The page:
Preventing Deportation by Overturning Criminal Convictions
The U.S. Immigration and Customs Enforcement may arrest a legal permanent resident and charge them with deportation due to the conviction of a felony or misdemeanor offense. In Padilla v. Kentucky, the United States Supreme Court held that a criminal defense lawyer must advise their non-citizen client that his or her guilty plea carries a risk of deportation. Unfortunately, despite this common sense rule, some criminal defense lawyers fail to adequately assess their client’s immigration status, resulting in deportation proceedings for very minor criminal offenses.
While the federal government has claimed that it only targets non-citizens who pose a threat to national security, often it is immigrants with families, children, and petty theft offenses who are deported. Deportation often comes after they have served their sentence and paid their debt to society, and even if they are in the country legally. Attorneys who understand the deportation consequences of a particular criminal offense may be able to plea bargain creatively with the prosecutor in order to craft a conviction and sentence that reduce the likelihood of deportation, as by avoiding a conviction for an offense that automatically triggers removal.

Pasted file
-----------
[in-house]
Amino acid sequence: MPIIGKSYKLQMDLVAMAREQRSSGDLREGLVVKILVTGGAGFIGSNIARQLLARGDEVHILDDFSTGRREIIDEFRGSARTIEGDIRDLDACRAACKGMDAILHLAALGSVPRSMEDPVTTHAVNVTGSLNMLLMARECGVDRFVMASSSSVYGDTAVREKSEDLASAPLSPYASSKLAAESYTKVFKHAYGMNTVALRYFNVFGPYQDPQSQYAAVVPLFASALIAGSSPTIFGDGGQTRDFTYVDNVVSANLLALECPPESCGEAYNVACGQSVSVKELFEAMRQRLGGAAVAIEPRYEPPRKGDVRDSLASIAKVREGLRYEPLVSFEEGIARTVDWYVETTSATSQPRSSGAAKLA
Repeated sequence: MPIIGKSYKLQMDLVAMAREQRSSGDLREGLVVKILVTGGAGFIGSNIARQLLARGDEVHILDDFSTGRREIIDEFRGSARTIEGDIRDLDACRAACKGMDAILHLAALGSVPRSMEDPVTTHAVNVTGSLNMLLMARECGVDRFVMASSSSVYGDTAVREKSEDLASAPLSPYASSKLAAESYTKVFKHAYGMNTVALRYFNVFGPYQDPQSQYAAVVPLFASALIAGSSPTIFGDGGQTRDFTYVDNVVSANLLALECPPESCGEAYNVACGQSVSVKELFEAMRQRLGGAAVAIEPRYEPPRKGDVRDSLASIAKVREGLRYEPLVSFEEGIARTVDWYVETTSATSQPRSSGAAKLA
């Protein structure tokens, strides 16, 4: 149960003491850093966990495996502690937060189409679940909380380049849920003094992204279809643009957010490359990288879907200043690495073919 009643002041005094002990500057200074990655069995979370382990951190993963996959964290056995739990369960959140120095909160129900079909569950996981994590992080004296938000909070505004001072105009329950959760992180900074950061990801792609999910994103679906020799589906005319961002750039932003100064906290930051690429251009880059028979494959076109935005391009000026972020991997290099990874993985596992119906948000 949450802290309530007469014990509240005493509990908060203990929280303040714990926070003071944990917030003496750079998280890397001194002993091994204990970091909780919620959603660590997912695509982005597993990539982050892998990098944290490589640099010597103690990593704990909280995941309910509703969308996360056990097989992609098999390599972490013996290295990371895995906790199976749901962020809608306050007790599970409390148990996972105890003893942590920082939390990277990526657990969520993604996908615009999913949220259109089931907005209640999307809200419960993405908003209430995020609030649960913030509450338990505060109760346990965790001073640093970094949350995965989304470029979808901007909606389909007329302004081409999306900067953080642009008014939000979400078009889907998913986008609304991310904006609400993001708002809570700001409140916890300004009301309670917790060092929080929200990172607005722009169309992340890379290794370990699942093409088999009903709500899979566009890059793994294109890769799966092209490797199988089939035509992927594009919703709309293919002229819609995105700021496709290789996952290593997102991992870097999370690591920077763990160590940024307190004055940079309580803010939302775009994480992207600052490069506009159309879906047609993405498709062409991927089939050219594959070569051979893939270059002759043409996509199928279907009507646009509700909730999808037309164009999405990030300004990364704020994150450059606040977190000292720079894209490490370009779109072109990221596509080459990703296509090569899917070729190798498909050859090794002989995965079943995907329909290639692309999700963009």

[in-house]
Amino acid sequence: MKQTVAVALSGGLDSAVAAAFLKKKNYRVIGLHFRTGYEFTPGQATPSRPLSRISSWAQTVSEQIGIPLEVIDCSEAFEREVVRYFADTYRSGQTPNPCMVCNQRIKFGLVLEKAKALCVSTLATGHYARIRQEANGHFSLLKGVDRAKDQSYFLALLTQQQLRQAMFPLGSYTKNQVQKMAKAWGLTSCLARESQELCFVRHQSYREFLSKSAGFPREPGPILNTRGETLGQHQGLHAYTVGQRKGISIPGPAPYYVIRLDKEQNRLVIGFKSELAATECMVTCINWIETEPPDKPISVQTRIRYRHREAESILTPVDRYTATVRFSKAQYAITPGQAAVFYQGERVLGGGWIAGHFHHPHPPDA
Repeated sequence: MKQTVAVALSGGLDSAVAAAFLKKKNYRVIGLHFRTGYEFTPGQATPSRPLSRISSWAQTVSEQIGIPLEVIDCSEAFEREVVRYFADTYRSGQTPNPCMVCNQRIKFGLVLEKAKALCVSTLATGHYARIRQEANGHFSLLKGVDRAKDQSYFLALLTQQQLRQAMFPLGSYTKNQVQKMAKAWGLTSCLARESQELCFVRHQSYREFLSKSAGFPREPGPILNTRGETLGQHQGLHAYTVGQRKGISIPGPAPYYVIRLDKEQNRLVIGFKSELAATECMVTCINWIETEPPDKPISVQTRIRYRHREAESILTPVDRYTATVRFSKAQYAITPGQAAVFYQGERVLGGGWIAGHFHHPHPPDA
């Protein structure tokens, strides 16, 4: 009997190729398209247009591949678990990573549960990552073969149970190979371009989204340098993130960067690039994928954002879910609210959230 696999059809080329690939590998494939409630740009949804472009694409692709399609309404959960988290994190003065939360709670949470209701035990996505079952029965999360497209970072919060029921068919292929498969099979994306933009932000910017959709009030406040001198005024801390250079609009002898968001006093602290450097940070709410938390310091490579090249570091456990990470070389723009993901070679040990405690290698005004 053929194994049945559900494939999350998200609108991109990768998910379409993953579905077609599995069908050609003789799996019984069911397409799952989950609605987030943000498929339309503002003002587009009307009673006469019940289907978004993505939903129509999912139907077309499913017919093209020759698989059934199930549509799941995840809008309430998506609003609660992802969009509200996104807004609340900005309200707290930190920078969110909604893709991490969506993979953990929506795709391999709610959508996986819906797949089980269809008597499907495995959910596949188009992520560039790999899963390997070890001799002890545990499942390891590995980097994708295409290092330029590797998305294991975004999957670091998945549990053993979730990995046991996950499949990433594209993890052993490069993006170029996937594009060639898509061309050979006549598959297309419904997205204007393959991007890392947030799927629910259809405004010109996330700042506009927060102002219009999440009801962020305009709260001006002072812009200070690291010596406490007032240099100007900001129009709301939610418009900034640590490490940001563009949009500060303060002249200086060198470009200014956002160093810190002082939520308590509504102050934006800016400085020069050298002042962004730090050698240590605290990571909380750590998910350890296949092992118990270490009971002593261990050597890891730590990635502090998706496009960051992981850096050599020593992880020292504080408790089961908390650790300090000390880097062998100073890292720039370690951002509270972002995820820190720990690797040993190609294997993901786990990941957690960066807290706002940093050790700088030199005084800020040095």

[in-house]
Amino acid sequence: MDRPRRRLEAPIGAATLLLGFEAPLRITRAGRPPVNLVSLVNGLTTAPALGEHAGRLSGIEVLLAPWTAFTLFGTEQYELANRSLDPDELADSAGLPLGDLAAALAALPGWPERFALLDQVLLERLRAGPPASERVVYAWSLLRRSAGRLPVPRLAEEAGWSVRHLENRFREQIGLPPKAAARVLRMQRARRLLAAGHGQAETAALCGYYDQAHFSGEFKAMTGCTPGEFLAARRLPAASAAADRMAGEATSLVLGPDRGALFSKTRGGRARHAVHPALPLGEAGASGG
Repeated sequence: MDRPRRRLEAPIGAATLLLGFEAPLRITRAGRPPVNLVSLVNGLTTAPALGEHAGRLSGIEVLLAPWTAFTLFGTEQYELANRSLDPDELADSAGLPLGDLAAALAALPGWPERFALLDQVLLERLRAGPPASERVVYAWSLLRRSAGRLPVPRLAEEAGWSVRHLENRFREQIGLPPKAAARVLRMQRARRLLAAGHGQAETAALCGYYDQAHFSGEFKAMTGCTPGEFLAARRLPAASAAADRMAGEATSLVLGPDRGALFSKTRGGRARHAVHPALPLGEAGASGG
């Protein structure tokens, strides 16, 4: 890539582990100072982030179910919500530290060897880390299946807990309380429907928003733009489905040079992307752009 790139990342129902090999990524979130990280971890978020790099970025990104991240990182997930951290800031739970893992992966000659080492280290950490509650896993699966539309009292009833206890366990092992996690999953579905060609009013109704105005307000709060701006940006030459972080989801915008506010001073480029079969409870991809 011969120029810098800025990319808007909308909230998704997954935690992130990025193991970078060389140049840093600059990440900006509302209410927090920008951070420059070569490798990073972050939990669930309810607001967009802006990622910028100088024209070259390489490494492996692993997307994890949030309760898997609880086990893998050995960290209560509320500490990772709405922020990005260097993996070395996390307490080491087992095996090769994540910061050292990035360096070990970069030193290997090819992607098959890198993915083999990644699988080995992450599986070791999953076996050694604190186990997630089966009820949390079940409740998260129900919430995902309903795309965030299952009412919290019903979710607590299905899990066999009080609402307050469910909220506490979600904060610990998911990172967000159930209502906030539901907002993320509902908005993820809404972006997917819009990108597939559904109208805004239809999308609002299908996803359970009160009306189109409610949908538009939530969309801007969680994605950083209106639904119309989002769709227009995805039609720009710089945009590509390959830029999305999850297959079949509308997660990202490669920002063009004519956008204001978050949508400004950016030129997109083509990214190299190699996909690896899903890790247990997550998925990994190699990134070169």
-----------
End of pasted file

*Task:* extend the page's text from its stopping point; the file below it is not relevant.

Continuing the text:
At Garrison Law, we help immigrants through powerful post-conviction strategies that may help to avoid the harsh consequence of deportation. If you or a loved one are facing removal as a result of a felony or misdemeanor conviction, and you would like to explore your post-conviction options, please contact us today.
An Overview of Our Appellate Practice
We have overturned dozens of wrongful convictions on behalf of immigrants facing deportation, including:
- Cancelling deportation through a 6.500 Motion
- Cancelling deportation by reopening the criminal conviction and establishing actual innocence
- Cancelling deportation by withdrawing a guilty plea due to a defect in the plea proceedings
- Cancelling deportation for a violation of Padilla v. Kentucky
- Cancelling deportation through the retroactive application of the Medical Marijuana Act
If you need to appeal or reopen your criminal case, please call us today. We're here to help.